Meet the Family

Lloyd (standing), Denny, Phil, Zane, Grandma Schalk,
Phil’s step-dad (standing), Phil’s mom

Meet the family. First there’s Lloyd. He was, at birth, chosen to be the son to stay. Is there a technical term for this? Lloyd was never allowed to date let alone think of moving out or getting married. He needed to remain at home to take care of things. He worked at Brown’s Shoe factory for years, til they shut down then he took a job over at the school as janitor and did that until he retired a few years back. He can’t cook a decent dinner to save his life, but the man can bake the hell out of a lemon meringue pie and makes the best canned vegetables I’ve ever had.

Next there’s Denny. Born with Down’s Syndrome and expected to die around age eleven, he’s now in his sixties and ornery as ever.

Denny loves people and loves visitors. He’s also a collector. Of everything. McDonald’s Happy Meal boxes, fries still at the bottom, Hotwheels cars, my hair clips, checkbooks, pens, handkerchiefs, combs, and whatever else strikes his fancy. Coming to visit means Denny’ll be bringing out the best of the best to show off. You can’t look for too long, he thinks your stealing back what rightfully belongs to you. He doesn’t talk, just grunts, but believe you me, it is clear what Denny is saying.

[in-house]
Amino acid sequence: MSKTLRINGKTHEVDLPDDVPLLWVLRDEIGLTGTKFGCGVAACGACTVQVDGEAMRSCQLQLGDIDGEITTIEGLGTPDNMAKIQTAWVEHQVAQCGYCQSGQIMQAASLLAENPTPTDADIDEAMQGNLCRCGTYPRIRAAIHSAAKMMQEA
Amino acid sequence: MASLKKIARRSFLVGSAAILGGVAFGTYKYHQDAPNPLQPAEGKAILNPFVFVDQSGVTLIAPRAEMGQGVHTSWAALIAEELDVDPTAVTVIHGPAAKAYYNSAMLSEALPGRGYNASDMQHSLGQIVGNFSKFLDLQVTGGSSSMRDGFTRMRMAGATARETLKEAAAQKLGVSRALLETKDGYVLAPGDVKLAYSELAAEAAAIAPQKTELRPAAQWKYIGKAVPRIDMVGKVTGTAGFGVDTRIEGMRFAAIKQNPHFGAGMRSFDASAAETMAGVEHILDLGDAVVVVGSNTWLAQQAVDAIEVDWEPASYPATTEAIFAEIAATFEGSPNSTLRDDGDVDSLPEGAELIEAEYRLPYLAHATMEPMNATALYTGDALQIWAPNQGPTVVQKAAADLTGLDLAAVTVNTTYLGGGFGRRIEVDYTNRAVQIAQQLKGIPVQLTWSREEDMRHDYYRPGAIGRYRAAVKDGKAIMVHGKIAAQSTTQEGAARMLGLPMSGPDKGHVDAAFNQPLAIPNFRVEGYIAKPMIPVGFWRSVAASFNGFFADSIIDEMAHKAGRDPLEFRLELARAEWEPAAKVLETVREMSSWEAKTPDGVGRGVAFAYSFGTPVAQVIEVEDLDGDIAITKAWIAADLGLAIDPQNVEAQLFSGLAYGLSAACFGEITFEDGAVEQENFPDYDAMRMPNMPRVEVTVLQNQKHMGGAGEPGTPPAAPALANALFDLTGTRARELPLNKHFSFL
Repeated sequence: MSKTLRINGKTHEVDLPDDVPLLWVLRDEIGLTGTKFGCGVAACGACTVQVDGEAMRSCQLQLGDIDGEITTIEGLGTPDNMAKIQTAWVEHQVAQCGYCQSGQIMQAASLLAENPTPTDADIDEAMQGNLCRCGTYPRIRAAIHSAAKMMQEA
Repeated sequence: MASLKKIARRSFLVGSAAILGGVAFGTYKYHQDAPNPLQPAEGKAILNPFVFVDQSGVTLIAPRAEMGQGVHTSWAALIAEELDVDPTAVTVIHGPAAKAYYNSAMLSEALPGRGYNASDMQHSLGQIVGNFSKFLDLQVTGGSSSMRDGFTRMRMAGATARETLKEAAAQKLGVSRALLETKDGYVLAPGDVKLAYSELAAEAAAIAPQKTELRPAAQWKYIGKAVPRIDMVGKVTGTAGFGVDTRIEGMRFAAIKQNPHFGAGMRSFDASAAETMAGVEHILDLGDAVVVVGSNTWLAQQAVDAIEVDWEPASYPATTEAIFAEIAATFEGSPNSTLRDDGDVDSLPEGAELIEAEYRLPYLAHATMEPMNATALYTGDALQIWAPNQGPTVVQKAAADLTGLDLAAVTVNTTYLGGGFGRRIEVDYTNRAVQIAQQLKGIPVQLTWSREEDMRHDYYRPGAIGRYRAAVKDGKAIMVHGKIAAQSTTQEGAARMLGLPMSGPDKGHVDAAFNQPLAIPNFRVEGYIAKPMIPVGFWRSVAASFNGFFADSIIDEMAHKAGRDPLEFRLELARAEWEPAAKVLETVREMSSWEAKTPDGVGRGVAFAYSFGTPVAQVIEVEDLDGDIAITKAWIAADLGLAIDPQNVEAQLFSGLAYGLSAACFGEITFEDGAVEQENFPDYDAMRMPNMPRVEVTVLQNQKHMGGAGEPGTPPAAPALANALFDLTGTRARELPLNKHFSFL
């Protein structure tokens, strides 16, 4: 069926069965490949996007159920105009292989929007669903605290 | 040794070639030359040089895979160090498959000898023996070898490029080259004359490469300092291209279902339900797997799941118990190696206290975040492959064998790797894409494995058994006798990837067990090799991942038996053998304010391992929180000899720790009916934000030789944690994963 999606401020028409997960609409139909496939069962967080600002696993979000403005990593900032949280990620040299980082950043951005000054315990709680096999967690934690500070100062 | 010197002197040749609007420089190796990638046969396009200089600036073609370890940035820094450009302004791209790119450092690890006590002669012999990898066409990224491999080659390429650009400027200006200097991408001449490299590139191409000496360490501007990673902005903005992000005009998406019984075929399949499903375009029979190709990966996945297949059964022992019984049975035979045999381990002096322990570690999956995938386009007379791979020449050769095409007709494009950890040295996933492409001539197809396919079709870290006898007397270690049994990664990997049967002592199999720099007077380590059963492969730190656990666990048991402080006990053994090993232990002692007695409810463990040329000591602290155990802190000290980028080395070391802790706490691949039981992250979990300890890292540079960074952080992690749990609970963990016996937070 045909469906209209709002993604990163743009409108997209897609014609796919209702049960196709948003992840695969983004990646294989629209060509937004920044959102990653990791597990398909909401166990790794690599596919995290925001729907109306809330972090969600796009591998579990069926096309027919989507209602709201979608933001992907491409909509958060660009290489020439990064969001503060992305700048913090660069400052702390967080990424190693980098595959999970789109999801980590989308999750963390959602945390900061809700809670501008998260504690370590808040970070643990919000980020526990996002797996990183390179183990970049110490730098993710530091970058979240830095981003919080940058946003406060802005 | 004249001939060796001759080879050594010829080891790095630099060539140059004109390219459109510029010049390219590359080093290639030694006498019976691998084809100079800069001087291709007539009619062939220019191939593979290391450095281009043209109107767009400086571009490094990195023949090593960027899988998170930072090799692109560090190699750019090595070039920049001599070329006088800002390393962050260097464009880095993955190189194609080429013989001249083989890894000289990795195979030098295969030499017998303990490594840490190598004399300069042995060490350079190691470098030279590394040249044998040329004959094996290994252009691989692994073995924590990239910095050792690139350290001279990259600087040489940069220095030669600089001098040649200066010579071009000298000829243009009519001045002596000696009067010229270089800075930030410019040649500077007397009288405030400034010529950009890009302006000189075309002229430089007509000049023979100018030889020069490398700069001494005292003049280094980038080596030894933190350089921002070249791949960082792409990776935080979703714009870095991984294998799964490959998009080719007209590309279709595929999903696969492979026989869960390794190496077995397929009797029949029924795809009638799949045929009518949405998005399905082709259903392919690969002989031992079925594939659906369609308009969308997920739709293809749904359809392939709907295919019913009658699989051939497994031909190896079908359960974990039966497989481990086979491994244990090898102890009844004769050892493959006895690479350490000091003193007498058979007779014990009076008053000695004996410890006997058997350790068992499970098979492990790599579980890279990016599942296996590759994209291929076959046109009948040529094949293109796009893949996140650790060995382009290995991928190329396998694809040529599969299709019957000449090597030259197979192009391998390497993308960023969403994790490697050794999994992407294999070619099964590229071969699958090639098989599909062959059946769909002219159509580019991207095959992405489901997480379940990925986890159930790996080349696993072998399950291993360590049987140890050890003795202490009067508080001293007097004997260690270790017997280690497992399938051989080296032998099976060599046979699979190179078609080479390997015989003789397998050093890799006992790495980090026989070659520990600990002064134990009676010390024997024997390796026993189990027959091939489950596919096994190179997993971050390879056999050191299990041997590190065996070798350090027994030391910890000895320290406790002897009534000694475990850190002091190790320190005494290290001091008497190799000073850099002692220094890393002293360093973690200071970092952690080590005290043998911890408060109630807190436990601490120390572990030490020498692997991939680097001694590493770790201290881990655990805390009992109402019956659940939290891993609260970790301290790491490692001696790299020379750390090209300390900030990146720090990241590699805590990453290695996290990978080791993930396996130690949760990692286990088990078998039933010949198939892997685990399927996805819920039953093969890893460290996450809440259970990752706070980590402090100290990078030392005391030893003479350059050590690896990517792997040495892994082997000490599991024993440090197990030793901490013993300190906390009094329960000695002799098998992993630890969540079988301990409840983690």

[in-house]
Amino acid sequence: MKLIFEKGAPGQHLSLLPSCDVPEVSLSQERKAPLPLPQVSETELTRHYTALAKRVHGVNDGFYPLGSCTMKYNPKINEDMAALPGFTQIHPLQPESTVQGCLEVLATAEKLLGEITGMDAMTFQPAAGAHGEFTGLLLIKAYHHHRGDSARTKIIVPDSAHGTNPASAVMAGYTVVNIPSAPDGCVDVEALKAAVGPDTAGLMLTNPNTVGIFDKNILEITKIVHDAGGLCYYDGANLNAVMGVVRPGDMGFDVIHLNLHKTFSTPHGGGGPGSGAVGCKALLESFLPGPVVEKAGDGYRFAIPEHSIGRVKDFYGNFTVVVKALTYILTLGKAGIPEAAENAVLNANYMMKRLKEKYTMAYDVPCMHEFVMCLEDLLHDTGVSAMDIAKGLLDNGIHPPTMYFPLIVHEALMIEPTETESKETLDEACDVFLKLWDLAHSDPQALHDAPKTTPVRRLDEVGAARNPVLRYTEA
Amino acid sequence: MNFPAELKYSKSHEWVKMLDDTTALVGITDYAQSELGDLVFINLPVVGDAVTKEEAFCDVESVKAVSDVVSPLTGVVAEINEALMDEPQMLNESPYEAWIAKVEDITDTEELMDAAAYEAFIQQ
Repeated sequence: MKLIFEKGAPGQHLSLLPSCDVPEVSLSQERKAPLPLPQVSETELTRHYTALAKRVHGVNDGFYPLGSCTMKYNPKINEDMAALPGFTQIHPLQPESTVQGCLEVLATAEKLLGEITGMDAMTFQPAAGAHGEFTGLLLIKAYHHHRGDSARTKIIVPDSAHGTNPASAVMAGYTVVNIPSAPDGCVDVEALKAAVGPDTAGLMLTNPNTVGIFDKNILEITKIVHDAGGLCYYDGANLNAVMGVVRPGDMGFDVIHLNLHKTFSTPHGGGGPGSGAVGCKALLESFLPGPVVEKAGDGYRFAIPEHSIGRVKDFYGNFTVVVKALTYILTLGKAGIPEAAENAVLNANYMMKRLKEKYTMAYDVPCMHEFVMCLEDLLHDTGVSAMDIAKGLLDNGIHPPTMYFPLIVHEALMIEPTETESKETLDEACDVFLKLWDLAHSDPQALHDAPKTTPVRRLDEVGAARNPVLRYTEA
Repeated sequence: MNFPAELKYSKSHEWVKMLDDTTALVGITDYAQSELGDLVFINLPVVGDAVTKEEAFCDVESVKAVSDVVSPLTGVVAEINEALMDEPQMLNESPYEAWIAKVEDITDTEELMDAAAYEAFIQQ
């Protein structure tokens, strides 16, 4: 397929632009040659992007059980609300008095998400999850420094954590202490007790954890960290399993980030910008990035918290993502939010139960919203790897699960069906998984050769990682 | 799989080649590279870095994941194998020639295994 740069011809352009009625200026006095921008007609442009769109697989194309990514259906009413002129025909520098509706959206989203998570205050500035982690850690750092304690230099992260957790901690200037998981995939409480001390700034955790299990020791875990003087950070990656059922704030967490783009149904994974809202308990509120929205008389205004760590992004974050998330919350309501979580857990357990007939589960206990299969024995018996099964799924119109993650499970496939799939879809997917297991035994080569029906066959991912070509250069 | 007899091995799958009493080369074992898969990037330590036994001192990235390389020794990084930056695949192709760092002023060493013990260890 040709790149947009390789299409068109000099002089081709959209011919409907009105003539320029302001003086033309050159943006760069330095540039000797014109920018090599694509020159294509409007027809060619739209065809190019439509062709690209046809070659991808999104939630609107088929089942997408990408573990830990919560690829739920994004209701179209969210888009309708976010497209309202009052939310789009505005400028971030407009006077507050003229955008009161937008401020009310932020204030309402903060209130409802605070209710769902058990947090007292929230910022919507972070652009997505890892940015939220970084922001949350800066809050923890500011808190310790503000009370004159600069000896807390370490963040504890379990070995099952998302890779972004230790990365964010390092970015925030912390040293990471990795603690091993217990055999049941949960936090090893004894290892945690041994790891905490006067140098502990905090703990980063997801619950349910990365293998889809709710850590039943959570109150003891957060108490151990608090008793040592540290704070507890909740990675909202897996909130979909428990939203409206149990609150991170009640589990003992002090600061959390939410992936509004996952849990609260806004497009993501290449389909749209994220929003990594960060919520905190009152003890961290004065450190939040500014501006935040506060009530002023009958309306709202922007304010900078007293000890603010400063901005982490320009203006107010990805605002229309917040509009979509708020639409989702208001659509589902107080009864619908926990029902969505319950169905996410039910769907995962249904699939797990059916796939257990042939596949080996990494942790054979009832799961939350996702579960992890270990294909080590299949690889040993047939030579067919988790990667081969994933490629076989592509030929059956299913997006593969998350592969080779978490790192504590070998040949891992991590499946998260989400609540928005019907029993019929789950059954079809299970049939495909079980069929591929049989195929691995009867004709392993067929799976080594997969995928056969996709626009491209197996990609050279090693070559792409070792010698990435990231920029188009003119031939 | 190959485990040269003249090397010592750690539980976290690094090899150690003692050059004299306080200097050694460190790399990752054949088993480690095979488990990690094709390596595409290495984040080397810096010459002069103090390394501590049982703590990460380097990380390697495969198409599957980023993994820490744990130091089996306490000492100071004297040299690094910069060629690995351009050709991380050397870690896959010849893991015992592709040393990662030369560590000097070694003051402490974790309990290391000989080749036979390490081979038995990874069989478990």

Typically, Denny’ll bring out something, show it to me and Grandma, who is blind mind you, will say, “What’s that there. My check register? Denny! Give that back.” She’ll walk over and try to get it back, but Denny’s adamant, it is his. After awhile, Grandma tires of trying to pry the check register out of Denny’s hands and calls to Lloyd, who hops up and yanks it out of Denny’s hand. Denny then pouts and sulks until he gets pie.